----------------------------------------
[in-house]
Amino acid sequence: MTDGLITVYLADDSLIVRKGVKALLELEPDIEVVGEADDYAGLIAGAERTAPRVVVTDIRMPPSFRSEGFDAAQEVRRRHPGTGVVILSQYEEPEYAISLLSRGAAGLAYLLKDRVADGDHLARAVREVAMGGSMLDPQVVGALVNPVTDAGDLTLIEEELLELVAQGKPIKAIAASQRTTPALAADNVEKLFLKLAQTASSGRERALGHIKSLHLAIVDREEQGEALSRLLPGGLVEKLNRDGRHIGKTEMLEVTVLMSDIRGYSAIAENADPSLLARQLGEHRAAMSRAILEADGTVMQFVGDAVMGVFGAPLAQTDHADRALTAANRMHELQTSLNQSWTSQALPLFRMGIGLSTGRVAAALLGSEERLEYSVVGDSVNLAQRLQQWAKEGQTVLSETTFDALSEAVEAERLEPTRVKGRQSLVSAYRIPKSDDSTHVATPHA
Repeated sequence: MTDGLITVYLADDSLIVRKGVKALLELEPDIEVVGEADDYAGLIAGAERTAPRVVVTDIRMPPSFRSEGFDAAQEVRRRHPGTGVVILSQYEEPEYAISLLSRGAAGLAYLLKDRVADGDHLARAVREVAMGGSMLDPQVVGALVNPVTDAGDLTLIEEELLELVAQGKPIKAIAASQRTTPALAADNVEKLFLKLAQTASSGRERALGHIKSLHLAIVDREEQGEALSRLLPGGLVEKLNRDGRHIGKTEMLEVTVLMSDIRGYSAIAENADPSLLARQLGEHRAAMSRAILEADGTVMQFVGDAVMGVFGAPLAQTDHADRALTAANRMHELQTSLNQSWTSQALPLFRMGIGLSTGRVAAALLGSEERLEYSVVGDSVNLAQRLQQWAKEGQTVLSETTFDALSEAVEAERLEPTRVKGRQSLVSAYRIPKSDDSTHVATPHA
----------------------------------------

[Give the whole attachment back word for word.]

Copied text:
[in-house]
Amino acid sequence: MTDGLITVYLADDSLIVRKGVKALLELEPDIEVVGEADDYAGLIAGAERTAPRVVVTDIRMPPSFRSEGFDAAQEVRRRHPGTGVVILSQYEEPEYAISLLSRGAAGLAYLLKDRVADGDHLARAVREVAMGGSMLDPQVVGALVNPVTDAGDLTLIEEELLELVAQGKPIKAIAASQRTTPALAADNVEKLFLKLAQTASSGRERALGHIKSLHLAIVDREEQGEALSRLLPGGLVEKLNRDGRHIGKTEMLEVTVLMSDIRGYSAIAENADPSLLARQLGEHRAAMSRAILEADGTVMQFVGDAVMGVFGAPLAQTDHADRALTAANRMHELQTSLNQSWTSQALPLFRMGIGLSTGRVAAALLGSEERLEYSVVGDSVNLAQRLQQWAKEGQTVLSETTFDALSEAVEAERLEPTRVKGRQSLVSAYRIPKSDDSTHVATPHA
Repeated sequence: MTDGLITVYLADDSLIVRKGVKALLELEPDIEVVGEADDYAGLIAGAERTAPRVVVTDIRMPPSFRSEGFDAAQEVRRRHPGTGVVILSQYEEPEYAISLLSRGAAGLAYLLKDRVADGDHLARAVREVAMGGSMLDPQVVGALVNPVTDAGDLTLIEEELLELVAQGKPIKAIAASQRTTPALAADNVEKLFLKLAQTASSGRERALGHIKSLHLAIVDREEQGEALSRLLPGGLVEKLNRDGRHIGKTEMLEVTVLMSDIRGYSAIAENADPSLLARQLGEHRAAMSRAILEADGTVMQFVGDAVMGVFGAPLAQTDHADRALTAANRMHELQTSLNQSWTSQALPLFRMGIGLSTGRVAAALLGSEERLEYSVVGDSVNLAQRLQQWAKEGQTVLSETTFDALSEAVEAERLEPTRVKGRQSLVSAYRIPKSDDSTHVATPHA